Standing Strong

Steinbeis experts develop cement-free casting compound for industrial floors subject to strong wear and tear

Portland cement has been the most important binding agent mixed into concrete in the construction industry for over 100 years. Over two billion tons of cement are produced every year, and this extremely high output volume comes with a major price tag when it comes to the economy and the environment, primarily because it results in high emissions. Saving resources has become more and more important to the construction industry in recent years – without significant improvements to efficiency, it will be extremely difficult to make construction or housing more sustainable. As a consequence, there is tremendous demand for light but strong materials and composite construction methods. FiberCrete, the Steinbeis Innovation Center based in Chemnitz, has been working on the development, testing, and production of new fiber- and textile-reinforced construction materials and compounds, as well as production technologies. Its main focus lies in material development, design, technological implementation, analysis, and the determination of critical factors. As part of a network project, the Steinbeis experts have now developed an energy-efficient alternative to Portland cement.

The research project is receiving backing from the Federal Ministry for Economic Affairs and Energy as part of the ZIM initiative (Central Innovation Program for SMEs). The Steinbeis experts have been working alongside their partner in industry, Hainspitzer Bauchemie Hand GmbH, to develop a cement-free, fiber-reinforced casting technology. Their solution is called AlkaliTexR and is now ready to launch, providing an alternative to Portland cement for producing mortar systems and concrete parts.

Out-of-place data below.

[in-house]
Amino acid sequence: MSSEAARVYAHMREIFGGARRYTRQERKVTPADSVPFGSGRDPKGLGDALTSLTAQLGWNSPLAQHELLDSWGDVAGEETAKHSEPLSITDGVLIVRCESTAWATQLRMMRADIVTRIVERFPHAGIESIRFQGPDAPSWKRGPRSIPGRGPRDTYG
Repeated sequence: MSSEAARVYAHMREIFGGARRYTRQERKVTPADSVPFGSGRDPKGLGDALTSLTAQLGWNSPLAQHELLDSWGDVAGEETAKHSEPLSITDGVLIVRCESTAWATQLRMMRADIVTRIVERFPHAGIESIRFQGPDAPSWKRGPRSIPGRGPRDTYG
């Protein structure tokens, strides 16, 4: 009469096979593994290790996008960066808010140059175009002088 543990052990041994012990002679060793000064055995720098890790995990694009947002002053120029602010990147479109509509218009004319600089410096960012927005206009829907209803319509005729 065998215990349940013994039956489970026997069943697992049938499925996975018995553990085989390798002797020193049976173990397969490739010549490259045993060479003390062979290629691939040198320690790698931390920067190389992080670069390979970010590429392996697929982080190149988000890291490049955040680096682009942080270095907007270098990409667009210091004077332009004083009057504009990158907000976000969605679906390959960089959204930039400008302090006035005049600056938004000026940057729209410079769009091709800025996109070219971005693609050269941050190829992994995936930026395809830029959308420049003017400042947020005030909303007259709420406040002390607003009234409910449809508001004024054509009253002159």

There was already a growing tendency in recent years to save money by using Portland cement composites. These typically contain Portland cement clinker and other secondary raw materials. To meet the Federal Republic of Germany’s climate goals, which entail a 40 percent drop in greenhouse gases by 2020 compared to 1990, simply using composite cements will not be sufficient (cf. Gartner, E. M.; Macphee, D. E.: A Physico- Chemical Basis for Novel Cementicious Binders, in Cement and Concrete Research 2011, 41). Also, due to its low chemical stability at low acidity, Portland cement-based concrete cannot be used freely in all areas. Alkaline-activated binders (AABs) are an interesting alternative for manufacturing concrete and mortar, as they partly deliver superior properties and are capable of reducing greenhouse gases versus Portland cement.